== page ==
“LLL” has such a convoluted romantic plot and I have such an aversion to synopsis writing I’m going to suggest you consult the Wikipedia entry if you need to know such things in great detail. But, for those of you too lazy to click a link, in a nutshell you have 4 suave British gentlemen pursuing 4 lovely visiting ladies; the ladies dandy-ish chaperone; one comedic Spaniard with thick accent and adorably pratfally manservant; a male and female pair of rustic clowns; a dolt of a police constable and two very twitty academic types who play endless word games as they guzzle their brandy spiced cups of tea…oh, and  a menacing but somewhat magical butler who lurks in the background. By the end of the play, there are five romantic engagements made and everyone will probably live happily ever after. Or, at the very least, have another cocktail or two while wearing smashing clothing.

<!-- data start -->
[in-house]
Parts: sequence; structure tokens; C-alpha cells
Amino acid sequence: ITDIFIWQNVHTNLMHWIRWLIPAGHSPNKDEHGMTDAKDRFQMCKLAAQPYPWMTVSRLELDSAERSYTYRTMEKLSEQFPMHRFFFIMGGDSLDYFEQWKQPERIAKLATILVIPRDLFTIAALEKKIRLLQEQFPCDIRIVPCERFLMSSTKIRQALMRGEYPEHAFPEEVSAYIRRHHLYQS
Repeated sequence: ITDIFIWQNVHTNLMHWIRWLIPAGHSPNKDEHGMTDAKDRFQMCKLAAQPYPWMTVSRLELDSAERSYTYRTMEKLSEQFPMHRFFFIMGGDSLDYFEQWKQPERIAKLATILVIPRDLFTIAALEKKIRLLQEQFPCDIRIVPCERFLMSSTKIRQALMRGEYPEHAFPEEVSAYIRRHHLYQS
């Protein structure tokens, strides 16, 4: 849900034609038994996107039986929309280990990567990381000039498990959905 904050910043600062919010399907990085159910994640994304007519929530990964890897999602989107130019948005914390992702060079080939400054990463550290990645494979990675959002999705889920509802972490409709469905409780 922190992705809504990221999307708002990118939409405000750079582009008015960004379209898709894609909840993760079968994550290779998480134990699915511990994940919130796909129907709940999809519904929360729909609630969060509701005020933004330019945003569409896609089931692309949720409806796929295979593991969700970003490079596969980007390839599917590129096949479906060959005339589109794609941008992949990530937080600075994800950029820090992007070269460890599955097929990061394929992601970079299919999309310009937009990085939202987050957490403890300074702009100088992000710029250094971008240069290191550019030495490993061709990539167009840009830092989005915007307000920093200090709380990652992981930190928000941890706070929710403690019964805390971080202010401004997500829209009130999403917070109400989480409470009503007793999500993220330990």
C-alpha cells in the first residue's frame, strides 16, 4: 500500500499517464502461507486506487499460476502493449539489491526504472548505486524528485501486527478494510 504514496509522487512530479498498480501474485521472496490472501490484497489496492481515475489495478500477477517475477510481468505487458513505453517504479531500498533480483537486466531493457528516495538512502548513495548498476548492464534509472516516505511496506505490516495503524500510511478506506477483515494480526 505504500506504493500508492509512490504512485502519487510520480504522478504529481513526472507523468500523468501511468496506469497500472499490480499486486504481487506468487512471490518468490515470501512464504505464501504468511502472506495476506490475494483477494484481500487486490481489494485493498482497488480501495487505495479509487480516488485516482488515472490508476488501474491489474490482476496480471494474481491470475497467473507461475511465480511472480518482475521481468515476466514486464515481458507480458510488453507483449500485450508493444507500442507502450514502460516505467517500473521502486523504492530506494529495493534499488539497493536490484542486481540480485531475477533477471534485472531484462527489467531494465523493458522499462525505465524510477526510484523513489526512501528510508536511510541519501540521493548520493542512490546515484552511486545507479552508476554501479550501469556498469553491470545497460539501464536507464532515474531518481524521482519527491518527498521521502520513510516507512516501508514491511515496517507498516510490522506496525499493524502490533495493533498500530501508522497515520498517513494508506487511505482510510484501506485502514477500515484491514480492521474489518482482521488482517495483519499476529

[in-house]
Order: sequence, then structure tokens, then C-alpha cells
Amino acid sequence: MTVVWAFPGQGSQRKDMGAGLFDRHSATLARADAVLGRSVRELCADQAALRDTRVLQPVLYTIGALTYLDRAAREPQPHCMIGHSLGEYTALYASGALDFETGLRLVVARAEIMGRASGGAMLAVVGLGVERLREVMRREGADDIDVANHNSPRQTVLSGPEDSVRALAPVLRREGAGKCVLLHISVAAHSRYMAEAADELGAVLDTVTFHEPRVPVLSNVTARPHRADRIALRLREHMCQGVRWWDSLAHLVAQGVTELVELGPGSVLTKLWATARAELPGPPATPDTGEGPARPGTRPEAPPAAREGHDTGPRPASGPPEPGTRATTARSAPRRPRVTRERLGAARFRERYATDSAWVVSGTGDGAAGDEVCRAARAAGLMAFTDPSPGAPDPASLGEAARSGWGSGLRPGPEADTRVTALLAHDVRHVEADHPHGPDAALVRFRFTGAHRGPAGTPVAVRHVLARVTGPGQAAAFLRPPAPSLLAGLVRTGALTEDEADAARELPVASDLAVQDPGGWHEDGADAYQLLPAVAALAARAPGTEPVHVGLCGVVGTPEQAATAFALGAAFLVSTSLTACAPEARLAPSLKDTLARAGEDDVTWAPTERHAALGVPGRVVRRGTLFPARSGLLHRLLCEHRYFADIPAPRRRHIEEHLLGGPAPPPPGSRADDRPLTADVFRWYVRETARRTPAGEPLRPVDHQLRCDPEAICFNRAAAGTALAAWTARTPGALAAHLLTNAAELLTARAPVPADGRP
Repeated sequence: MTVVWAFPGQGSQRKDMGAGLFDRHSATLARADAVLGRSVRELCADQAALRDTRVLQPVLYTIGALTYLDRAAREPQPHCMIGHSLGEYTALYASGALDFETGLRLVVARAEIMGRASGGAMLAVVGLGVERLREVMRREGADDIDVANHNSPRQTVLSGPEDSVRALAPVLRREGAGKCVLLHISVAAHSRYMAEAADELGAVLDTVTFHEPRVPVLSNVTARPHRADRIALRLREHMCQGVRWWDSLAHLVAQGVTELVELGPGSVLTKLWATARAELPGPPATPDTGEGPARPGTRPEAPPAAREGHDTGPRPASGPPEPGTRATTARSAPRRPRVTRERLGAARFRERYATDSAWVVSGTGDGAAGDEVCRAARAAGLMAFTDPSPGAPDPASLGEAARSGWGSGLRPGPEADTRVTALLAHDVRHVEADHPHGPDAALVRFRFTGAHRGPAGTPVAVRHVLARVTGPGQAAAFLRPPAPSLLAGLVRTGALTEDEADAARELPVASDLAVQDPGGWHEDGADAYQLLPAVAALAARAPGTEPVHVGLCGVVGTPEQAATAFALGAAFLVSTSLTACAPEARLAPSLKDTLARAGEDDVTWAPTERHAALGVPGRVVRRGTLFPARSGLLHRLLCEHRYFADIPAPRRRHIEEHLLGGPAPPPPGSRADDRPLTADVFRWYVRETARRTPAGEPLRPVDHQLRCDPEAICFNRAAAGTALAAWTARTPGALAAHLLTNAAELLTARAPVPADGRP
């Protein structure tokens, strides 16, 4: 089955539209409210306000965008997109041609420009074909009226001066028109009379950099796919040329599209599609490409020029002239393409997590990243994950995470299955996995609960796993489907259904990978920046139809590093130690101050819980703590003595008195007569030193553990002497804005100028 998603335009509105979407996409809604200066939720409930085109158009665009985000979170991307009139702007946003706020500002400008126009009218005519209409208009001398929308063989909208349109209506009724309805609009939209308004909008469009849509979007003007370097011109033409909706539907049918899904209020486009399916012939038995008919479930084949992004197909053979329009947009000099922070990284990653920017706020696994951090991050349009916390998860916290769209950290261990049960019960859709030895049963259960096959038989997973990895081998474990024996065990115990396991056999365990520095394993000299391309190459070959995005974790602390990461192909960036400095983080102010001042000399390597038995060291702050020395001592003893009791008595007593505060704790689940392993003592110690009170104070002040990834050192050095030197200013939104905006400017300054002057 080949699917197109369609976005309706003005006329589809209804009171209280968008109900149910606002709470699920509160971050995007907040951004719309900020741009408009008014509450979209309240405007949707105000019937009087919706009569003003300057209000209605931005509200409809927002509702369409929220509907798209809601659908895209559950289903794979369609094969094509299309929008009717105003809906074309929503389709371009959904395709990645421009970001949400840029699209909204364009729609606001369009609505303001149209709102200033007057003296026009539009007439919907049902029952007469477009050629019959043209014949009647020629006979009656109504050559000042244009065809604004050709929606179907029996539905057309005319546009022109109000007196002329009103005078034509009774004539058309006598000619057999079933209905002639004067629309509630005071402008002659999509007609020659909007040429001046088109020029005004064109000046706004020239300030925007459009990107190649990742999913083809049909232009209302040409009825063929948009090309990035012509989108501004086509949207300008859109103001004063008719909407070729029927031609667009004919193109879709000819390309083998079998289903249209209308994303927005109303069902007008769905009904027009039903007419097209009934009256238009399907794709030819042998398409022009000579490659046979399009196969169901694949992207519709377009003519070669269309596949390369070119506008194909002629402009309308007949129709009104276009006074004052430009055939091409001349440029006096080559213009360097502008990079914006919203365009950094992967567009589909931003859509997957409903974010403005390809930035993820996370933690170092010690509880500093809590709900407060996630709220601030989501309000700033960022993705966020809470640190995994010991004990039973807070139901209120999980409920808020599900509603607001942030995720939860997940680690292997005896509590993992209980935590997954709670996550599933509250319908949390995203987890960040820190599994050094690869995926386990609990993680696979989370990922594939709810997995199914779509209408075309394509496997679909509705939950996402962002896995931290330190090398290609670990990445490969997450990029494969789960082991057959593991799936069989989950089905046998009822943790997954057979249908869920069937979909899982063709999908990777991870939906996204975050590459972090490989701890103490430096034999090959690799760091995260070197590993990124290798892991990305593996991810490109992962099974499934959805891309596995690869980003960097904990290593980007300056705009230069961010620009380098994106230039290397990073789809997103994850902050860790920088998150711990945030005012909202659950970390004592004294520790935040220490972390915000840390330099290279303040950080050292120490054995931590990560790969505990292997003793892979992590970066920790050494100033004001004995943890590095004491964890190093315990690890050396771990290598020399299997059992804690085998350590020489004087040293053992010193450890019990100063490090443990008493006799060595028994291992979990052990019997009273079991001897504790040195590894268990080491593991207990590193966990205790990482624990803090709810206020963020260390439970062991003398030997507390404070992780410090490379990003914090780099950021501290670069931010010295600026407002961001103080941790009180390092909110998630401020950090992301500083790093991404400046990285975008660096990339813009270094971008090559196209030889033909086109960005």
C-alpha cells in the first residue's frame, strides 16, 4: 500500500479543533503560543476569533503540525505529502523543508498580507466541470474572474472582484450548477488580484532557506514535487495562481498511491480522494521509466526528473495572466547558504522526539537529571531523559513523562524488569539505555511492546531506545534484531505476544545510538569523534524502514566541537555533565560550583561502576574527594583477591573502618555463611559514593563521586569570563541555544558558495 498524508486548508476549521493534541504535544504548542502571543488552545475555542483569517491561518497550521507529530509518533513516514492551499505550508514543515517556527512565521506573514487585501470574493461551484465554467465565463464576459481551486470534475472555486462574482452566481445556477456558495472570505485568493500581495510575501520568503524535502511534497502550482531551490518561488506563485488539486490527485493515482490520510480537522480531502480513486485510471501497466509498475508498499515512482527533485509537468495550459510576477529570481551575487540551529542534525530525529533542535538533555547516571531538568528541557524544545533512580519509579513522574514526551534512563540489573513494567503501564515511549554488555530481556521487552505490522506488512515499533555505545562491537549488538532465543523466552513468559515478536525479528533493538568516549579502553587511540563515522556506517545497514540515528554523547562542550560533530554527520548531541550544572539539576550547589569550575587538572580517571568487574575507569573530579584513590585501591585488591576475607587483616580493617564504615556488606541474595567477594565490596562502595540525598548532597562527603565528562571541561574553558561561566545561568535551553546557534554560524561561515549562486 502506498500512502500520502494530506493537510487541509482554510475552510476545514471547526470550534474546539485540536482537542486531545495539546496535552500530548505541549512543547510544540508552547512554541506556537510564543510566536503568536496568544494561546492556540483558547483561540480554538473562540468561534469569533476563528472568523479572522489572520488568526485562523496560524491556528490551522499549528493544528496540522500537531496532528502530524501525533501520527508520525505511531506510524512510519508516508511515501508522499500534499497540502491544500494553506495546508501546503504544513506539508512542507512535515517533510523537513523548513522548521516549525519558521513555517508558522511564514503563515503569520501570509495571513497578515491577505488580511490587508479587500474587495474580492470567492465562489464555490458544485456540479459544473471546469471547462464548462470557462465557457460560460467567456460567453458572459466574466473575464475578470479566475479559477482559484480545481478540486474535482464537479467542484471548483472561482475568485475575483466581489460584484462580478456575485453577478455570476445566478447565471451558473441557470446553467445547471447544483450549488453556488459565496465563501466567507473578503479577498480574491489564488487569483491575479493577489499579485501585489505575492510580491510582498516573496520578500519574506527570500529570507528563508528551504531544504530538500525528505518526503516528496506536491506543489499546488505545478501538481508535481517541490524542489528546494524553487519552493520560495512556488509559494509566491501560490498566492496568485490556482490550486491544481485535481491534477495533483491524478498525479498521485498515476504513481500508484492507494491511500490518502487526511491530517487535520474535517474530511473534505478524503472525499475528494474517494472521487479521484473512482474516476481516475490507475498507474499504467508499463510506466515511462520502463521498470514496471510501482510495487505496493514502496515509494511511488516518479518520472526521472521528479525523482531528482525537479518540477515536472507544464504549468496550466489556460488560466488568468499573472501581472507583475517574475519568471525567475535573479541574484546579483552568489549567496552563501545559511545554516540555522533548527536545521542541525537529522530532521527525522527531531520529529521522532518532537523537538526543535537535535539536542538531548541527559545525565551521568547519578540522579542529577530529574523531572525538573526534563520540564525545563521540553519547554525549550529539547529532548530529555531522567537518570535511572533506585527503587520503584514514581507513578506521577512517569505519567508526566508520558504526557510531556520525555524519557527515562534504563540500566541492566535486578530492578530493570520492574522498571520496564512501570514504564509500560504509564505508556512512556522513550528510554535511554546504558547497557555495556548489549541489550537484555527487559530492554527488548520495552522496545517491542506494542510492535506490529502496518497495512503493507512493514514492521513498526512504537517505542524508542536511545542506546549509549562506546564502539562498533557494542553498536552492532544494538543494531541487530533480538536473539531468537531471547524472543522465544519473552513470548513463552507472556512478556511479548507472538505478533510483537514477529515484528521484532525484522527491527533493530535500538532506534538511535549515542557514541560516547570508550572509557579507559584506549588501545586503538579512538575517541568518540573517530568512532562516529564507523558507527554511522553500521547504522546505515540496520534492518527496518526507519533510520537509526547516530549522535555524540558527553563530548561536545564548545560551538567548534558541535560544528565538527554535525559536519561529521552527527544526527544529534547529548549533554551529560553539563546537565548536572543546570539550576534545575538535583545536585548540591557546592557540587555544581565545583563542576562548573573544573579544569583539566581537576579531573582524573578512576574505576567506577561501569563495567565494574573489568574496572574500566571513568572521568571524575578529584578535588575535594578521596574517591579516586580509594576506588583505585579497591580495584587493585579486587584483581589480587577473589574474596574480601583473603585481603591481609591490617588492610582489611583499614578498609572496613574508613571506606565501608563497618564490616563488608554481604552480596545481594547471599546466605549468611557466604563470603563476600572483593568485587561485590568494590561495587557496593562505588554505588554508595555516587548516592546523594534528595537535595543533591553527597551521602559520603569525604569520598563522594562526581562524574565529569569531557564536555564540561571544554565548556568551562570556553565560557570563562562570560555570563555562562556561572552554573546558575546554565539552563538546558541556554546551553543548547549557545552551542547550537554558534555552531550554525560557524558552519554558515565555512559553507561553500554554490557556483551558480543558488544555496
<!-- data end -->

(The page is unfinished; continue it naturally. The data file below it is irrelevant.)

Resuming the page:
The actors are all seemingly having a delightful time onstage and that joy of performing only enhances their performances. Paul Stewart is delightful as the principal gentleman, Berowne, the wry observer and eventual ringleader in the plot to attract the love of the visiting ladies; he nicely channels the charm and wit and slight eccentricity of the upper class Oxford undergrad. As his comrades in the pursuit of amour, both Jonathan Crimeni and Jay Myers delight with their slightly gawkier and more awkward examples of ardent youth in love. Mr. Crimeni particularly scores well in a scene involving a lengthy love missive he composed…on various parts of his body. It was a clever and well executed bit of comedy business on the part of both the actor and the director.